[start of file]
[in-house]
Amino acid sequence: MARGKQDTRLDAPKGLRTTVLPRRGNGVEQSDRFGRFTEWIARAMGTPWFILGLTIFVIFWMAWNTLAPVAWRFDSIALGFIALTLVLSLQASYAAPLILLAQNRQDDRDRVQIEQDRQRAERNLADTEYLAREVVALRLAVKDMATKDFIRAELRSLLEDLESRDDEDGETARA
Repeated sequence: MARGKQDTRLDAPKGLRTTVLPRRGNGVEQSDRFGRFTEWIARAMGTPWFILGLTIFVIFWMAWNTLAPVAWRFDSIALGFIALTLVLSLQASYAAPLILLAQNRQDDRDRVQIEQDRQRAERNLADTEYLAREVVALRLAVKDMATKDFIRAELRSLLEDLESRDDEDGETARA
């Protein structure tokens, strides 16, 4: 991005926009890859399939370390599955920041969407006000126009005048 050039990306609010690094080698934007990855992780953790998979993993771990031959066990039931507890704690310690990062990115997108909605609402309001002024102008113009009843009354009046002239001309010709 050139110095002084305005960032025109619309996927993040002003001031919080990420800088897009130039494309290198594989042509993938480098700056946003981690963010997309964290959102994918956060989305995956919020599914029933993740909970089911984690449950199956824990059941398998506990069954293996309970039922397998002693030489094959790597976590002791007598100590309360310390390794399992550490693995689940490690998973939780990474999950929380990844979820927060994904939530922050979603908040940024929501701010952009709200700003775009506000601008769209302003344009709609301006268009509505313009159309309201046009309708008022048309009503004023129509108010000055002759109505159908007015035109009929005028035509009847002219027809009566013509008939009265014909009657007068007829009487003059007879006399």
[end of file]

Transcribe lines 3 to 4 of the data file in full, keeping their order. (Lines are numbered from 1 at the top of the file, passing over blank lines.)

Repeated sequence: MARGKQDTRLDAPKGLRTTVLPRRGNGVEQSDRFGRFTEWIARAMGTPWFILGLTIFVIFWMAWNTLAPVAWRFDSIALGFIALTLVLSLQASYAAPLILLAQNRQDDRDRVQIEQDRQRAERNLADTEYLAREVVALRLAVKDMATKDFIRAELRSLLEDLESRDDEDGETARA
């Protein structure tokens, strides 16, 4: 991005926009890859399939370390599955920041969407006000126009005048 050039990306609010690094080698934007990855992780953790998979993993771990031959066990039931507890704690310690990062990115997108909605609402309001002024102008113009009843009354009046002239001309010709 050139110095002084305005960032025109619309996927993040002003001031919080990420800088897009130039494309290198594989042509993938480098700056946003981690963010997309964290959102994918956060989305995956919020599914029933993740909970089911984690449950199956824990059941398998506990069954293996309970039922397998002693030489094959790597976590002791007598100590309360310390390794399992550490693995689940490690998973939780990474999950929380990844979820927060994904939530922050979603908040940024929501701010952009709200700003775009506000601008769209302003344009709609301006268009509505313009159309309201046009309708008022048309009503004023129509108010000055002759109505159908007015035109009929005028035509009847002219027809009566013509008939009265014909009657007068007829009487003059007879006399």